Aerospace Engineering Seminar Series

Wednesday, September 17, 2014
10:00 a.m.
3164 Glenn L. Martin Hall, Aerospace Engineering Conference Room
Christine Hartzell

Aerospace Engineering Seminar Series

From Basic Research to Relevant Vehicle Applications: Dynamic-Aerodynamic Interactions of Bluff Bodies

Speaker: Professor Marilyn Smith
Daniel Guggenheim School of Aerospace Engineering
Georgia Institute of Technology

Fundamental three-dimensional aerodynamic-dynamic interactions have been investigated for canonical bluff body geometries representative of typical helicopter sling loads, air drops, and crane loads.  A detailed identification and quantification of the unsteady aerodynamic phenomena at differing orientation angles associated with instabilities has been undertaken, and from this a first-principles-based reduced order modeling (ROM) tool has been developed. Differences in physical behavior of two- and three-dimensional quasi-steady and unsteady shapes have been identified. These highly-accurate numerical studies have been utilized to develop wind tunnel tests and mounts that are appropriate for the analyses undertaken. The ROM tool is being evaluated by the Army, industry and academia for applications ranging from pilot training to development of more rapid humanitarian support delivery.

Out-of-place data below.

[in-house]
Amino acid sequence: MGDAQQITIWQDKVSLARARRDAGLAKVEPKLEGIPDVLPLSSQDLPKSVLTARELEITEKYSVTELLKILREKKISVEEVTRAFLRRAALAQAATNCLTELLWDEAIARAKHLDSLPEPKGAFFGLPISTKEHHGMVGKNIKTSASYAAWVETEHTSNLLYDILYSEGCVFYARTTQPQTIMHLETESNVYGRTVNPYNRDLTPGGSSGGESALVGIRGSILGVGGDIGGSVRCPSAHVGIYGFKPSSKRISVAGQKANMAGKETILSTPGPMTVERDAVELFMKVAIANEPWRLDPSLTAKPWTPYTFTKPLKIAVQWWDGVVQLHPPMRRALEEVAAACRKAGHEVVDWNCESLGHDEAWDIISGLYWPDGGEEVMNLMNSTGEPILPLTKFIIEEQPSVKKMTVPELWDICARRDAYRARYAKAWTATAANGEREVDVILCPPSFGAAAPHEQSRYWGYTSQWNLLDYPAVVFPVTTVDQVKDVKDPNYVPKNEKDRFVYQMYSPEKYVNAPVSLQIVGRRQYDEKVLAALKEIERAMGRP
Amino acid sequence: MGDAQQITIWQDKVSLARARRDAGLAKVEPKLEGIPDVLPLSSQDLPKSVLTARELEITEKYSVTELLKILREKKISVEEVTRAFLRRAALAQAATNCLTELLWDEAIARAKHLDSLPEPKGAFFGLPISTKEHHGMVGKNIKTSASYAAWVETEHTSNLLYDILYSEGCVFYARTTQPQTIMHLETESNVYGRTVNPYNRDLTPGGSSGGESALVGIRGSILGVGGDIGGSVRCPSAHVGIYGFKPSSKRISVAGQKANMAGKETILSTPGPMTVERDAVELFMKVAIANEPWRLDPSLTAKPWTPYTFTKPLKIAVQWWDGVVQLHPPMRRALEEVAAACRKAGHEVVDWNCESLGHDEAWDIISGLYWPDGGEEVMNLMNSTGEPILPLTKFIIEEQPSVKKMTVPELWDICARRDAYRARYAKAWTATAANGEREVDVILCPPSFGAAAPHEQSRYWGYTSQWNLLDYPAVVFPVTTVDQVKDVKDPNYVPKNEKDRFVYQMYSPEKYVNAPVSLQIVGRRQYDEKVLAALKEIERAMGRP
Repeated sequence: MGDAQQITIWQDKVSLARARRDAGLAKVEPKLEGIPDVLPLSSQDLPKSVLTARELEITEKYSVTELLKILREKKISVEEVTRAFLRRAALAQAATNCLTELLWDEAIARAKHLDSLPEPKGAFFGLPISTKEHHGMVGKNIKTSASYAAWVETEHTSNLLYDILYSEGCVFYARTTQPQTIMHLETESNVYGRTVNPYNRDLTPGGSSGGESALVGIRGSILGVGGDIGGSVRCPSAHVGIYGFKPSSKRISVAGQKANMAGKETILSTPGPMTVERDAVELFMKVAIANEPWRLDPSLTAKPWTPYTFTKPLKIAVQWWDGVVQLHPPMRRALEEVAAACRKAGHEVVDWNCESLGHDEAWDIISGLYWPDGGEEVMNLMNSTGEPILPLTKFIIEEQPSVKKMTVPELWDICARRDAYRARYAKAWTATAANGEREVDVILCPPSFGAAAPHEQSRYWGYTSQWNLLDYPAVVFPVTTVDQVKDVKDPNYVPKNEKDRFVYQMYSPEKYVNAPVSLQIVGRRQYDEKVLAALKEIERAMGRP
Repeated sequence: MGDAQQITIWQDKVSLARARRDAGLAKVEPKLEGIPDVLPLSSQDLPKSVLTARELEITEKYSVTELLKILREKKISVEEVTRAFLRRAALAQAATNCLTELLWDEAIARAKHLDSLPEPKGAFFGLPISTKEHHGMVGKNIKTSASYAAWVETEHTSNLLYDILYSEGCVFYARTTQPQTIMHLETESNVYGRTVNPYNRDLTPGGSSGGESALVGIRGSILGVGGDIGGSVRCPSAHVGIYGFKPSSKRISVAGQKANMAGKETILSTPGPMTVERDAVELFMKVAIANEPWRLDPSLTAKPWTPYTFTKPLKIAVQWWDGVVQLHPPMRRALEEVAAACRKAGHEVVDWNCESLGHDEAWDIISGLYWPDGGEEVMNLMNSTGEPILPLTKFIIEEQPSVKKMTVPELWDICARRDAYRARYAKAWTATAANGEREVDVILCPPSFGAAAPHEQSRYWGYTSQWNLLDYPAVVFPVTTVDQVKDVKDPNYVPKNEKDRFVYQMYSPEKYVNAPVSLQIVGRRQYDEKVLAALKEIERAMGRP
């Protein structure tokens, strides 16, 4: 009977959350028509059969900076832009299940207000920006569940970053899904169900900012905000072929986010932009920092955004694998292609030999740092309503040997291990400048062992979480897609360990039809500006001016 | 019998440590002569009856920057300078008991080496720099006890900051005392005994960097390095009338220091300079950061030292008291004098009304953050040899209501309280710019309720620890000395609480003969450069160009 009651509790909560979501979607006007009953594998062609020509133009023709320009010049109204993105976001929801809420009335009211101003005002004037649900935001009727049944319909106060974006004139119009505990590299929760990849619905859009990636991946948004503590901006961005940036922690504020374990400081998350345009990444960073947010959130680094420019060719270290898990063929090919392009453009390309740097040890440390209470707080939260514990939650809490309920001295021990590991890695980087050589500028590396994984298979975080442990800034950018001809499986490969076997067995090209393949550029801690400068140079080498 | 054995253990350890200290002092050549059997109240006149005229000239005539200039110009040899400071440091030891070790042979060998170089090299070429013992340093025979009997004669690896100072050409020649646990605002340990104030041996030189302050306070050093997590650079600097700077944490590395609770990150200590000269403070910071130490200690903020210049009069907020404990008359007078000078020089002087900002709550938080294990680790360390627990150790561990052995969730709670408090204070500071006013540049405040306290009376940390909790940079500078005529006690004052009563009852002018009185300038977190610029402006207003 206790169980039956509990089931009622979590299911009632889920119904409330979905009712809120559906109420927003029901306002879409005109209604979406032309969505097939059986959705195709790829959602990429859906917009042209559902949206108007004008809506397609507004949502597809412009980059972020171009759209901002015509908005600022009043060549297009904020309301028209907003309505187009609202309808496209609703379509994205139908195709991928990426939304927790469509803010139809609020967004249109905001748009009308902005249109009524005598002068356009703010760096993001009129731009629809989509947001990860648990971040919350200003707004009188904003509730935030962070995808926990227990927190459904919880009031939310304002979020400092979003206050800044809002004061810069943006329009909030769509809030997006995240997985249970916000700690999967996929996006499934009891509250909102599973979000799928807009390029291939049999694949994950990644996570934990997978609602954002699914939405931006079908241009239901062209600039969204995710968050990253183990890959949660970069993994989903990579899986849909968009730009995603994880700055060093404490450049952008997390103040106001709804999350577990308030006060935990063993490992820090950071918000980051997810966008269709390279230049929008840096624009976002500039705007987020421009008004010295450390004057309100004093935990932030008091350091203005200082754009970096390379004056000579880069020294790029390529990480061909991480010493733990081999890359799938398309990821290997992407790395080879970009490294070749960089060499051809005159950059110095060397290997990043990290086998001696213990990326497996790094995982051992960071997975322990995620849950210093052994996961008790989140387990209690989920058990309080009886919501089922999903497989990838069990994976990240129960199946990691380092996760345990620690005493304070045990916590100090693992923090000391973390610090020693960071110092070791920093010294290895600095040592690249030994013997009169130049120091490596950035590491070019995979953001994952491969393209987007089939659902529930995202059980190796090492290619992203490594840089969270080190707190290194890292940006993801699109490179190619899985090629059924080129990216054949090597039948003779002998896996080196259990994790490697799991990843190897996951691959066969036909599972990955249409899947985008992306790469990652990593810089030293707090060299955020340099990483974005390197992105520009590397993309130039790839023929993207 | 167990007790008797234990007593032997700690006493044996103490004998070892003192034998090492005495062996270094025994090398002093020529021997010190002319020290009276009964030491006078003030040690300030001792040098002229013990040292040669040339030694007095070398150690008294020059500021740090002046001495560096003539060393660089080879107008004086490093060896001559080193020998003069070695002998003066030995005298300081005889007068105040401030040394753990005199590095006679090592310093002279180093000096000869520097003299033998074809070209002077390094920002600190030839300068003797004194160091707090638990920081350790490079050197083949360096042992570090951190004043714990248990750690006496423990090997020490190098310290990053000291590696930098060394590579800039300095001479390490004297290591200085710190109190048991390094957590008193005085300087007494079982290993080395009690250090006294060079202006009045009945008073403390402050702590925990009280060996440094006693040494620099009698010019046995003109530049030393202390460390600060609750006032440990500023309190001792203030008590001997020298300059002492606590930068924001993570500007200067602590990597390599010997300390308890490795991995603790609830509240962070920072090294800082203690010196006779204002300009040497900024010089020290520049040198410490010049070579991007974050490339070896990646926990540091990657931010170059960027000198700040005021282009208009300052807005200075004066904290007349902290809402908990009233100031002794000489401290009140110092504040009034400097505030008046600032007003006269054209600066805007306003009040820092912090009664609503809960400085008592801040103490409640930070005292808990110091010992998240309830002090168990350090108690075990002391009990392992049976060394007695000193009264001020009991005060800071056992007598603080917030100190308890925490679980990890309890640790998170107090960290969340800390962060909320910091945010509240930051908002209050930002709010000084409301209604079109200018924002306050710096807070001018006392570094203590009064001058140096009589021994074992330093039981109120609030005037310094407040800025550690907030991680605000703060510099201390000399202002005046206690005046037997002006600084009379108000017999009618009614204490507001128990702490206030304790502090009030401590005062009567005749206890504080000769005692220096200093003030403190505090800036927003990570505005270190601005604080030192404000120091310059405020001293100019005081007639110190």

Prof. Smith received her PhD from Georgia Tech while a full time research engineer at Lockheed-Martin, Boeing-Mesa Helicopter, and Georgia Tech Research Institute. She joined the School of Aerospace Engineering at Georgia Tech in 1997. She is an Associate Fellow of the AIAA, a prior Chair of the AHS Aerodynamics Committee, and the 2014 AHS Annual Forum.  She is a member of the organizing committee for the International Aeroelastic Prediction Workshop.  In addition to publishing over 150 refereed articles, technical reports and papers on CFD and computational aeroelasticity, she is a past winner of a 2007 NASA Group Achievement Award as part of the UH60 Airloads Workshop and the Agusta-Westland International Helicopter Fellowship award in 2012 and 2014.

Audience: Campus  Graduate  Undergraduate  Faculty 


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